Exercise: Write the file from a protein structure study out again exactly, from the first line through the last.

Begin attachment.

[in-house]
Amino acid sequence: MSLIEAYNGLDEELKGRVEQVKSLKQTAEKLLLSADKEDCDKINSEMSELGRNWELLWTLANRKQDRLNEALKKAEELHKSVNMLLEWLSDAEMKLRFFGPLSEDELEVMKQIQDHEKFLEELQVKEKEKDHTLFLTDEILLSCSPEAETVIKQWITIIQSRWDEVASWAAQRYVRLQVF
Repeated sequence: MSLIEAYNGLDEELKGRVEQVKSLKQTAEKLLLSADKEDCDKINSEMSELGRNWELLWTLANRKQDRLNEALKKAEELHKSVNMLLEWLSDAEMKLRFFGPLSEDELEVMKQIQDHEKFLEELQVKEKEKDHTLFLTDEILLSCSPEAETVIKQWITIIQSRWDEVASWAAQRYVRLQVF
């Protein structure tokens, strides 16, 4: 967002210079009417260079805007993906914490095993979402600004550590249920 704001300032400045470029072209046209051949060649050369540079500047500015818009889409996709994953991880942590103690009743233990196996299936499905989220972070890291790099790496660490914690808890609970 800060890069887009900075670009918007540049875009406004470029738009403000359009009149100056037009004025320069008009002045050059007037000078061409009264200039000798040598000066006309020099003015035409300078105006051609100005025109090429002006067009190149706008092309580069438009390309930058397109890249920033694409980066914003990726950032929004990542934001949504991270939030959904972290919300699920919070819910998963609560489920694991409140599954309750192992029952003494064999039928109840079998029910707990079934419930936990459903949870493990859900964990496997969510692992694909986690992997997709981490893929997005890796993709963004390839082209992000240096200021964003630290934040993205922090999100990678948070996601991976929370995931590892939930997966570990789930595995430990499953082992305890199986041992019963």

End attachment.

[in-house]
Amino acid sequence: MSLIEAYNGLDEELKGRVEQVKSLKQTAEKLLLSADKEDCDKINSEMSELGRNWELLWTLANRKQDRLNEALKKAEELHKSVNMLLEWLSDAEMKLRFFGPLSEDELEVMKQIQDHEKFLEELQVKEKEKDHTLFLTDEILLSCSPEAETVIKQWITIIQSRWDEVASWAAQRYVRLQVF
Repeated sequence: MSLIEAYNGLDEELKGRVEQVKSLKQTAEKLLLSADKEDCDKINSEMSELGRNWELLWTLANRKQDRLNEALKKAEELHKSVNMLLEWLSDAEMKLRFFGPLSEDELEVMKQIQDHEKFLEELQVKEKEKDHTLFLTDEILLSCSPEAETVIKQWITIIQSRWDEVASWAAQRYVRLQVF
């Protein structure tokens, strides 16, 4: 967002210079009417260079805007993906914490095993979402600004550590249920 704001300032400045470029072209046209051949060649050369540079500047500015818009889409996709994953991880942590103690009743233990196996299936499905989220972070890291790099790496660490914690808890609970 800060890069887009900075670009918007540049875009406004470029738009403000359009009149100056037009004025320069008009002045050059007037000078061409009264200039000798040598000066006309020099003015035409300078105006051609100005025109090429002006067009190149706008092309580069438009390309930058397109890249920033694409980066914003990726950032929004990542934001949504991270939030959904972290919300699920919070819910998963609560489920694991409140599954309750192992029952003494064999039928109840079998029910707990079934419930936990459903949870493990859900964990496997969510692992694909986690992997997709981490893929997005890796993709963004390839082209992000240096200021964003630290934040993205922090999100990678948070996601991976929370995931590892939930997966570990789930595995430990499953082992305890199986041992019963």